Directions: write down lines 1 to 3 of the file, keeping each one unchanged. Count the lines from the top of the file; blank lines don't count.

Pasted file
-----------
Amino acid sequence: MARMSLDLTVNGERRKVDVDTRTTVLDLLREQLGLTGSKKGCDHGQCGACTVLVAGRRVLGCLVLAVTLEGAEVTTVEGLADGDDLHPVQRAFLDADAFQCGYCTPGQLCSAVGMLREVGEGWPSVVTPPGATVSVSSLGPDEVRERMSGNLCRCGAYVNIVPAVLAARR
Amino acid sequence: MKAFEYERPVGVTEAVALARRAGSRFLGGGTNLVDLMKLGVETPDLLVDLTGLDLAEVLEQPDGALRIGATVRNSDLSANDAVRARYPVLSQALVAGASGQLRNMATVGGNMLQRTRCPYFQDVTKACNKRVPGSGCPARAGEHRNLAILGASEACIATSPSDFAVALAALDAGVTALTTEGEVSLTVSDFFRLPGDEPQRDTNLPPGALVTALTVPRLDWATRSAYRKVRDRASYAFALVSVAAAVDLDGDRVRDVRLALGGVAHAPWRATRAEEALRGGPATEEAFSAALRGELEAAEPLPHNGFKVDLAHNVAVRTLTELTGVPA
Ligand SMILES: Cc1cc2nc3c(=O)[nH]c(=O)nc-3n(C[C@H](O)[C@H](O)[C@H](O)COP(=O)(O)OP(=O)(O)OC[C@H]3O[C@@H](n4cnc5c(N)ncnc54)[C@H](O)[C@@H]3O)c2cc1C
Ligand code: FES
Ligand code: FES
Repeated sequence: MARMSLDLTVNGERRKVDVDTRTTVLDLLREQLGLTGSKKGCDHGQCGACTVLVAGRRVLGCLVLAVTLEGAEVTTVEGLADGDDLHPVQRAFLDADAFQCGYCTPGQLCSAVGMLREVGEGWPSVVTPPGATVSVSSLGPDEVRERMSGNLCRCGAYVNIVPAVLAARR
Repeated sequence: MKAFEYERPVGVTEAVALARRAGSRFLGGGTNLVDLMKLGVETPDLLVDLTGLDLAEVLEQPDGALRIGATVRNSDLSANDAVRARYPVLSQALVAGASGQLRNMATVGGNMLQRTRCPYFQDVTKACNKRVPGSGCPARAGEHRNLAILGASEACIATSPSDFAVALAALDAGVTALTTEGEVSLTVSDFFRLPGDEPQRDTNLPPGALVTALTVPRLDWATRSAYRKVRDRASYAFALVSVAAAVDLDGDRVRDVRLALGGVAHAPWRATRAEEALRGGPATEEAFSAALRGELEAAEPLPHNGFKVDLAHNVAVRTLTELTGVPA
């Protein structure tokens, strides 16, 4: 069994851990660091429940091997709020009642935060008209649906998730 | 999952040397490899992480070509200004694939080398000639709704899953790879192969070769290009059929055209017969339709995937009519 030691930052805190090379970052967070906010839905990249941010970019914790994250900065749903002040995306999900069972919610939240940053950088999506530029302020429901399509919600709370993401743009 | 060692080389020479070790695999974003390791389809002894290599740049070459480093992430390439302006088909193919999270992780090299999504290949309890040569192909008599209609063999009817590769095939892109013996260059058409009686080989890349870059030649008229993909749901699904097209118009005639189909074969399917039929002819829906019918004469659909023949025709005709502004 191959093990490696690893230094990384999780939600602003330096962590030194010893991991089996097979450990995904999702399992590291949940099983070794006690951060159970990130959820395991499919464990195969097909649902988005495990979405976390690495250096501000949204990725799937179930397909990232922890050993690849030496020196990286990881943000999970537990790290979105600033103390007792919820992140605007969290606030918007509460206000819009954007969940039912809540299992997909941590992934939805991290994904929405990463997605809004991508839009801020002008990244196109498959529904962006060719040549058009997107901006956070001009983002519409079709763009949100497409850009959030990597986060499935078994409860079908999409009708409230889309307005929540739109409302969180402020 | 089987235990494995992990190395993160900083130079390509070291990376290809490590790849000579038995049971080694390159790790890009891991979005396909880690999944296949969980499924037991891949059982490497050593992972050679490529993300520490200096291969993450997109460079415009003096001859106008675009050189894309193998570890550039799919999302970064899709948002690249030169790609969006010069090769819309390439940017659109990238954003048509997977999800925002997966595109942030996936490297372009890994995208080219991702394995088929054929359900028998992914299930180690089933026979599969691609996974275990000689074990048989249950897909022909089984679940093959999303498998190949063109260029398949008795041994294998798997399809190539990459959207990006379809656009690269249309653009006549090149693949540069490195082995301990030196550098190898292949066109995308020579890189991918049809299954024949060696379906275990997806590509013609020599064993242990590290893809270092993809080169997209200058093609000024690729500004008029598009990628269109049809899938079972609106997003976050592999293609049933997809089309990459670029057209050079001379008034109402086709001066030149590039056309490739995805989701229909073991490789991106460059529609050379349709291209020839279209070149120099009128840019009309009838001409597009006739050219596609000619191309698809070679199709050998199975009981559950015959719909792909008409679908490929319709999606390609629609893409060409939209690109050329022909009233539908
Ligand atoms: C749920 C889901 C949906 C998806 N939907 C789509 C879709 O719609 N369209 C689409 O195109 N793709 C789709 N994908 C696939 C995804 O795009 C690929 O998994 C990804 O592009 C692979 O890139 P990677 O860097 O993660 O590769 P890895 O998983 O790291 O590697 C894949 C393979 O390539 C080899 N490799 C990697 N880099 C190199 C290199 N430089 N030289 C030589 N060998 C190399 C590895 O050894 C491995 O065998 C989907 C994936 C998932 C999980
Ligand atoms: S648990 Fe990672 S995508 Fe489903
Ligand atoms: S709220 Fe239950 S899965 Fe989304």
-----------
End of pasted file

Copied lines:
Amino acid sequence: MARMSLDLTVNGERRKVDVDTRTTVLDLLREQLGLTGSKKGCDHGQCGACTVLVAGRRVLGCLVLAVTLEGAEVTTVEGLADGDDLHPVQRAFLDADAFQCGYCTPGQLCSAVGMLREVGEGWPSVVTPPGATVSVSSLGPDEVRERMSGNLCRCGAYVNIVPAVLAARR
Amino acid sequence: MKAFEYERPVGVTEAVALARRAGSRFLGGGTNLVDLMKLGVETPDLLVDLTGLDLAEVLEQPDGALRIGATVRNSDLSANDAVRARYPVLSQALVAGASGQLRNMATVGGNMLQRTRCPYFQDVTKACNKRVPGSGCPARAGEHRNLAILGASEACIATSPSDFAVALAALDAGVTALTTEGEVSLTVSDFFRLPGDEPQRDTNLPPGALVTALTVPRLDWATRSAYRKVRDRASYAFALVSVAAAVDLDGDRVRDVRLALGGVAHAPWRATRAEEALRGGPATEEAFSAALRGELEAAEPLPHNGFKVDLAHNVAVRTLTELTGVPA
Ligand SMILES: Cc1cc2nc3c(=O)[nH]c(=O)nc-3n(C[C@H](O)[C@H](O)[C@H](O)COP(=O)(O)OP(=O)(O)OC[C@H]3O[C@@H](n4cnc5c(N)ncnc54)[C@H](O)[C@@H]3O)c2cc1C